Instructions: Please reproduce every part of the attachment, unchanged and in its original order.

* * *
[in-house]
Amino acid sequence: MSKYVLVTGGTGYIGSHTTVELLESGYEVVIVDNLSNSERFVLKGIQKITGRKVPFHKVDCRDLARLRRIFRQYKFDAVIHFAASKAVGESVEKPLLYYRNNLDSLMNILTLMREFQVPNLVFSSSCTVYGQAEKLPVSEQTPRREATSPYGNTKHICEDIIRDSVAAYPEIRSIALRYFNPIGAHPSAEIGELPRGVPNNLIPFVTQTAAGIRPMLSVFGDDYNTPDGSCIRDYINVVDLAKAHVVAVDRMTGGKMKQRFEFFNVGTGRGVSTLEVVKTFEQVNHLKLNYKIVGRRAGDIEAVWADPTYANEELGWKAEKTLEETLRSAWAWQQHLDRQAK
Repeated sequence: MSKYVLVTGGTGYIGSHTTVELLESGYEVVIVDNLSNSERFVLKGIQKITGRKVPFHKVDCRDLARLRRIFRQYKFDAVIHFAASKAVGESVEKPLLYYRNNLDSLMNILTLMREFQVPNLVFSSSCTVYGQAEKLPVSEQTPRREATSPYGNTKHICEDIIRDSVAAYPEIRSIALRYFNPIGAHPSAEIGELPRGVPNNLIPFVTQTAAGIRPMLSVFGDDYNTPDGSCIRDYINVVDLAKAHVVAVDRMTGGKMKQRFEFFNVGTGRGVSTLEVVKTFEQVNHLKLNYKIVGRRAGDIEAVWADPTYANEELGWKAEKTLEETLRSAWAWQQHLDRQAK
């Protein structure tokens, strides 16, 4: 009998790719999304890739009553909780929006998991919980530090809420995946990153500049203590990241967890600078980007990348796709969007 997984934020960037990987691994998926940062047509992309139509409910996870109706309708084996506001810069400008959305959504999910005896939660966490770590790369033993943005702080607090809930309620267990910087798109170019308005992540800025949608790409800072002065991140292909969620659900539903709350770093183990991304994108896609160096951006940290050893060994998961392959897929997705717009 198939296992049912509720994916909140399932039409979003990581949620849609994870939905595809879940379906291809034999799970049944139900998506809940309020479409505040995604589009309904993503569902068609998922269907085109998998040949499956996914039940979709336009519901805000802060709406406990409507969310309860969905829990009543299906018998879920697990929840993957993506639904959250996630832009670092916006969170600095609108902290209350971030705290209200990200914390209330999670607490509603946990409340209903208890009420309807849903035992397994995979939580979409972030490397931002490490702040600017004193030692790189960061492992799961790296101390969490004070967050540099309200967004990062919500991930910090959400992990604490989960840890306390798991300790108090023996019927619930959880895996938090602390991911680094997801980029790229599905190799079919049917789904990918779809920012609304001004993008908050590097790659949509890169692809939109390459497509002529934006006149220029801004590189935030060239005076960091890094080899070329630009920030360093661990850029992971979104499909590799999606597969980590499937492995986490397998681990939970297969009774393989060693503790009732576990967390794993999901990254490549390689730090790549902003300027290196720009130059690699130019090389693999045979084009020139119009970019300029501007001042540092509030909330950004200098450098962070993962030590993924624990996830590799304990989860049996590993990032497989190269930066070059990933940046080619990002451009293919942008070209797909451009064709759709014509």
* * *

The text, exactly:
[in-house]
Amino acid sequence: MSKYVLVTGGTGYIGSHTTVELLESGYEVVIVDNLSNSERFVLKGIQKITGRKVPFHKVDCRDLARLRRIFRQYKFDAVIHFAASKAVGESVEKPLLYYRNNLDSLMNILTLMREFQVPNLVFSSSCTVYGQAEKLPVSEQTPRREATSPYGNTKHICEDIIRDSVAAYPEIRSIALRYFNPIGAHPSAEIGELPRGVPNNLIPFVTQTAAGIRPMLSVFGDDYNTPDGSCIRDYINVVDLAKAHVVAVDRMTGGKMKQRFEFFNVGTGRGVSTLEVVKTFEQVNHLKLNYKIVGRRAGDIEAVWADPTYANEELGWKAEKTLEETLRSAWAWQQHLDRQAK
Repeated sequence: MSKYVLVTGGTGYIGSHTTVELLESGYEVVIVDNLSNSERFVLKGIQKITGRKVPFHKVDCRDLARLRRIFRQYKFDAVIHFAASKAVGESVEKPLLYYRNNLDSLMNILTLMREFQVPNLVFSSSCTVYGQAEKLPVSEQTPRREATSPYGNTKHICEDIIRDSVAAYPEIRSIALRYFNPIGAHPSAEIGELPRGVPNNLIPFVTQTAAGIRPMLSVFGDDYNTPDGSCIRDYINVVDLAKAHVVAVDRMTGGKMKQRFEFFNVGTGRGVSTLEVVKTFEQVNHLKLNYKIVGRRAGDIEAVWADPTYANEELGWKAEKTLEETLRSAWAWQQHLDRQAK
């Protein structure tokens, strides 16, 4: 009998790719999304890739009553909780929006998991919980530090809420995946990153500049203590990241967890600078980007990348796709969007 997984934020960037990987691994998926940062047509992309139509409910996870109706309708084996506001810069400008959305959504999910005896939660966490770590790369033993943005702080607090809930309620267990910087798109170019308005992540800025949608790409800072002065991140292909969620659900539903709350770093183990991304994108896609160096951006940290050893060994998961392959897929997705717009 198939296992049912509720994916909140399932039409979003990581949620849609994870939905595809879940379906291809034999799970049944139900998506809940309020479409505040995604589009309904993503569902068609998922269907085109998998040949499956996914039940979709336009519901805000802060709406406990409507969310309860969905829990009543299906018998879920697990929840993957993506639904959250996630832009670092916006969170600095609108902290209350971030705290209200990200914390209330999670607490509603946990409340209903208890009420309807849903035992397994995979939580979409972030490397931002490490702040600017004193030692790189960061492992799961790296101390969490004070967050540099309200967004990062919500991930910090959400992990604490989960840890306390798991300790108090023996019927619930959880895996938090602390991911680094997801980029790229599905190799079919049917789904990918779809920012609304001004993008908050590097790659949509890169692809939109390459497509002529934006006149220029801004590189935030060239005076960091890094080899070329630009920030360093661990850029992971979104499909590799999606597969980590499937492995986490397998681990939970297969009774393989060693503790009732576990967390794993999901990254490549390689730090790549902003300027290196720009130059690699130019090389693999045979084009020139119009970019300029501007001042540092509030909330950004200098450098962070993962030590993924624990996830590799304990989860049996590993990032497989190269930066070059990933940046080619990002451009293919942008070209797909451009064709759709014509």